Foronda v. Alvarez A.C. No. 9976, June 25, 2014

Facts:  The complainant institute a case for the nullification of her marriage. The respondent was referred to her and the complainant agreed to engage his services for a fee of ₱195,000.00. The complainant averred that the respondent promised to file the petition after he received the full payment of his attorney’s fee. The complainant inquired about the status of her case and was allegedly told by the respondent that her petition was pending in court; and in another time, she was told that a decision by the court was already forthcoming. However, when she came back to the country in May 2009, the respondent told her that her petition was still pending in court and apologized for the delay. Eventually, the complainant was able to get a copy of her petition and found out that it was filed a year later. The complainant further alleged in her complaint that the week after she signed the contract of service with the respondent, the latter requested for a meeting. Thinking that they were going to discuss her case, she agreed. But during the meeting, the respondent invited her to be an investor in the lending business allegedly ran by the respondent’s sister-in-law which he said can earn five percent (5%) interest per month. According to the complainant, upon presentment of these checks, the drawee-bank honored the first two (2) checks, but the rest were dishonored for being drawn against a closed account. When she brought the matter to the respondent, he promised to pay her in cash. He actually paid her certain amounts as interest through her representative. Nevertheless, the respondent failed to pay the entire obligation as promised.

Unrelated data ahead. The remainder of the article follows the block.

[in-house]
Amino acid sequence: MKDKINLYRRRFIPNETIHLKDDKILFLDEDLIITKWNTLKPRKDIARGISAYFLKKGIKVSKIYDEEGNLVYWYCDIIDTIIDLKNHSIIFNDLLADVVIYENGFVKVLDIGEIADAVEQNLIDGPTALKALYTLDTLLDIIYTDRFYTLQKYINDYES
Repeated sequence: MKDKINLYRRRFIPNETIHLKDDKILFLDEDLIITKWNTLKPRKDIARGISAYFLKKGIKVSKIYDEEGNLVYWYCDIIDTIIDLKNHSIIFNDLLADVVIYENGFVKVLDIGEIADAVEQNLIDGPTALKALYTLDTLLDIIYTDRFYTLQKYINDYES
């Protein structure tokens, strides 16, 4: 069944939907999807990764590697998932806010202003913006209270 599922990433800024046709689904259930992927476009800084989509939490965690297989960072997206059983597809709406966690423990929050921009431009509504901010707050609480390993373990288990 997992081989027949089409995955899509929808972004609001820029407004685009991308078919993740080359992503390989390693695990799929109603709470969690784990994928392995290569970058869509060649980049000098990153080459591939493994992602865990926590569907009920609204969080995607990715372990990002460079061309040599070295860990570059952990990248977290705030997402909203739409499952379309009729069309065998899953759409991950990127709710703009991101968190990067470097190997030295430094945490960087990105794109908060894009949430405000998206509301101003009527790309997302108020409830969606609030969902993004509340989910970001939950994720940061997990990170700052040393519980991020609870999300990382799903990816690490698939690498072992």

Issue: Whether the delay of filing of the petition and issuance of worthless check constitute disbarment to the Respondent?

Held: No, the Court finds that the penalty of six months suspension only from the practice of law is commensurate, with a stem warning that a repetition of any of the infractions attributed to him in this case, or any similar act, shall merit a heavier penalty. The Court very well takes note of the fact that the criminal charges filed against the respondent have been dismissed upon an affidavit of desistance executed by the complainant. The Court also acknowledges that he dutifully participated in the proceedings before the IBP-CBD and that he completely settled his obligation to the complainant, as evidenced by the Acknowledgment Receipt signed by the complainant’s counsel. Therein, it was acknowledged that the respondent paid the amount of ₱650,000.00 in payment for the checks he issued in favor of the complainant; for the attorney’s fees he received for the annulment case; and cost and expenses that the complainant incurred in relation to the cases the latter filed against the respondent including the instant complaint with the IBP. The respondent was able to file, albeit belatedly, the complainant’s petition. In addition, he returned in full the money he received as attorney’s fee in spite of having gone through all the trouble of preparing the required petition and in filing the same – not to mention the cost he incurred for the purpose.



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